In January 2021, for the first time, I was hired to teach a course about diplomacy to international business administration majors in Mexico.
It was an incredible experience that I recommend that everybody go through at least once. I have always been interested in teaching but did not have the chance before. Everybody in my family has taught at university, so I think it runs in the family, and I was the exception till January.
As I mentioned in a previous post, in International Relations studies, not everybody has the chance to take a course about diplomacy. It is less so for students of international business administration, so it was a unique opportunity.
After more than 20 years as a practitioner of diplomacy, teaching a course about the subject was not as easy as I thought.
Teaching is definitely hard work. I now appreciate even more all the efforts my professors made so I could learn about the course they taught. I have realized that you can teach, but it is not guaranteed that your students will learn.
After being a long-life learner, I had some ideas of what works and what does not, but it is very different being responsible of the class as a professor.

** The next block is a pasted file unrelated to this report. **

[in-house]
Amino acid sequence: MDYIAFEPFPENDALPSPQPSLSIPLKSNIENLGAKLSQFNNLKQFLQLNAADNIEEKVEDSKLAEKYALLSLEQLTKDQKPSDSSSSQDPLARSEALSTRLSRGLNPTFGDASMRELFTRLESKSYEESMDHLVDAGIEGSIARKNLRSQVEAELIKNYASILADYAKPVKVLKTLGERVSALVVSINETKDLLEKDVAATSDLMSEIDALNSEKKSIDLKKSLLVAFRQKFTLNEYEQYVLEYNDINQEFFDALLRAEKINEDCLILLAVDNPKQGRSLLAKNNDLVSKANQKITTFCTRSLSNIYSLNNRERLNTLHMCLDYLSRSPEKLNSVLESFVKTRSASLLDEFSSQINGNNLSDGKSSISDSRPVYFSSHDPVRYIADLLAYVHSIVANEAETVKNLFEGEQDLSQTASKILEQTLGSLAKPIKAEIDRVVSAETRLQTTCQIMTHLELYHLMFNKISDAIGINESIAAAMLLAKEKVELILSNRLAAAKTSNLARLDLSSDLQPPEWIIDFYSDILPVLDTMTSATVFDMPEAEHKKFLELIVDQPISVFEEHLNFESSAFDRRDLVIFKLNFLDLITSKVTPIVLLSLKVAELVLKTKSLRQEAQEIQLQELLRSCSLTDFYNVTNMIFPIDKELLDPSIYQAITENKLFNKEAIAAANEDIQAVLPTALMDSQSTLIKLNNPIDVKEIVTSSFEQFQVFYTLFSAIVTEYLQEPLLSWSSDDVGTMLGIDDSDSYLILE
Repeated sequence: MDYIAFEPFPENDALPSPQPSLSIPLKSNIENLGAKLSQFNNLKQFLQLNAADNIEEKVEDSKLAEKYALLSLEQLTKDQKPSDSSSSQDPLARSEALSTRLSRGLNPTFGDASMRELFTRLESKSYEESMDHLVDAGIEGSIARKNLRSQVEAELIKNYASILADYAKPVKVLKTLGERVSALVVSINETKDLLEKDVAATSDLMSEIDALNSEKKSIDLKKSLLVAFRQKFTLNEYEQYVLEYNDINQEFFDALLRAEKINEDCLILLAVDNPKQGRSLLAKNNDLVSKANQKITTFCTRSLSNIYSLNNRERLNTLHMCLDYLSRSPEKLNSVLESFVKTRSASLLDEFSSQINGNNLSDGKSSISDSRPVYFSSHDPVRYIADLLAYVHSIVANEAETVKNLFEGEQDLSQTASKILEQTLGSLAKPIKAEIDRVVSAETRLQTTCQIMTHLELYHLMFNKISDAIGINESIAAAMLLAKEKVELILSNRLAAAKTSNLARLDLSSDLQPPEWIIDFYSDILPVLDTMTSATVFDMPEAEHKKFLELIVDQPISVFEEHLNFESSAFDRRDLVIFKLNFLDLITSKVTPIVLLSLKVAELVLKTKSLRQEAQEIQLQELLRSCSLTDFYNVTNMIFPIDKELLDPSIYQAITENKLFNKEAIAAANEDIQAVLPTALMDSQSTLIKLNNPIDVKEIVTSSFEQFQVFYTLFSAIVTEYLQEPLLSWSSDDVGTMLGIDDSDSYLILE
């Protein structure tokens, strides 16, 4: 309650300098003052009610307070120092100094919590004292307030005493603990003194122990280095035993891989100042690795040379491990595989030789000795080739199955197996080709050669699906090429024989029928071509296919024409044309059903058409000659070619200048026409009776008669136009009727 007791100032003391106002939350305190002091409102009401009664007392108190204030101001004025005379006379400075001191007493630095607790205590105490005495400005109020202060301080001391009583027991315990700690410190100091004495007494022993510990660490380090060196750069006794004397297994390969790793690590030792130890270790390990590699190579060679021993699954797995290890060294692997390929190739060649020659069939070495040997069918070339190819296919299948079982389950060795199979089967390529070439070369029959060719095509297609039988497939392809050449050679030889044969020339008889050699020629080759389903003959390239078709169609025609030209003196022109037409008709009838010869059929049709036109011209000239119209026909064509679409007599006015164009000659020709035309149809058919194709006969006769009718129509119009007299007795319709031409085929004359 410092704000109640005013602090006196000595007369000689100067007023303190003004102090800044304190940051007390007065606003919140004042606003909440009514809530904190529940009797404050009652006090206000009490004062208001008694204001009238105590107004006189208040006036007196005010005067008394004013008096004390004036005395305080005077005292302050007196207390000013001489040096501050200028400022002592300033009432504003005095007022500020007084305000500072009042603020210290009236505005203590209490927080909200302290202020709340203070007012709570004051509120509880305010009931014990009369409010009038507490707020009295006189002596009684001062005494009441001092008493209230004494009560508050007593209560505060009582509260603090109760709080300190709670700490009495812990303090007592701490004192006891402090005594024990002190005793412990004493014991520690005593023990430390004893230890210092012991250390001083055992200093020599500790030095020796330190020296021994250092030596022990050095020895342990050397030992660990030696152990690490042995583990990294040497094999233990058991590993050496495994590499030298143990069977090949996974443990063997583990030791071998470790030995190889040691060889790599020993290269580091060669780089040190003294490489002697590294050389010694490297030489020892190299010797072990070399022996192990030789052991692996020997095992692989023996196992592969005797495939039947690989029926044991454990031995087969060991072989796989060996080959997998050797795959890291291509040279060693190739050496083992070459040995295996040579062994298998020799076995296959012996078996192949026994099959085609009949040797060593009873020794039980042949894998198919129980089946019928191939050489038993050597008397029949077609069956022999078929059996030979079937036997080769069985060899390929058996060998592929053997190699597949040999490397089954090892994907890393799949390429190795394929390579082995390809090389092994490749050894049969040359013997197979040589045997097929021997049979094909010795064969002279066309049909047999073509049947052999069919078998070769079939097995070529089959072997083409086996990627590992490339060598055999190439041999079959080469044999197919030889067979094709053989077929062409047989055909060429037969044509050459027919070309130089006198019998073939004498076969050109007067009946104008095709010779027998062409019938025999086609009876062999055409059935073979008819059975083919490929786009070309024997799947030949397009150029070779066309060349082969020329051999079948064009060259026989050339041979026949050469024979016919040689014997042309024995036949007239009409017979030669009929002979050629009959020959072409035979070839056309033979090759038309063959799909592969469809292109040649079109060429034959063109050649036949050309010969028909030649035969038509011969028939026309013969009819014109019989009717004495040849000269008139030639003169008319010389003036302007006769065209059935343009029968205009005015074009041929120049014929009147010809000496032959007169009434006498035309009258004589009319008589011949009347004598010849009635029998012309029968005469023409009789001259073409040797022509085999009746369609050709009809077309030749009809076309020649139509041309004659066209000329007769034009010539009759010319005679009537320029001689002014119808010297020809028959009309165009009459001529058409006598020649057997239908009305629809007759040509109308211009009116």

In preparation for the course, I had to read many books and articles to organize the ideas and make them more accessible for the students to understand.
It was a labor-intensive process that required me to think thoroughly about the course, from identifying materials and videos to assessment and student participation. Only teaching teaches you how necessary is preparation for the class.
Through the semester, I enjoyed immensely interacting with my students, and like most professors, I also became a learner of their experiences and perspectives.
Being a professor means being humble because you don´t have all the answers, so it helps you look at yourself from a different perspective.
If teaching in person is a challenge, imparting classes via videoconferencing is a true character test for the teacher and the students. Even for them, used to spend long hours behind the screen (whether a videogame, tablet, computer, or smartphone), was a difficult process. But their enthusiasm and energy help us all to have a successful learning experience.
What I most relished in the semester was when my students asked questions and shared experiences and ideas because I knew they were following the class and dared to inquire or talk about their encounters or thoughts.
In summary, teaching taught me:
I want to thank all my students for giving me the experience of a lifetime.
I also want to tell all my teachers the great appreciation that I have for them, for working so hard so I could learn the subjects of their courses.
Rodrigo Márquez Lartigue
Diplomat interested in the development of Consular and Public Diplomacies.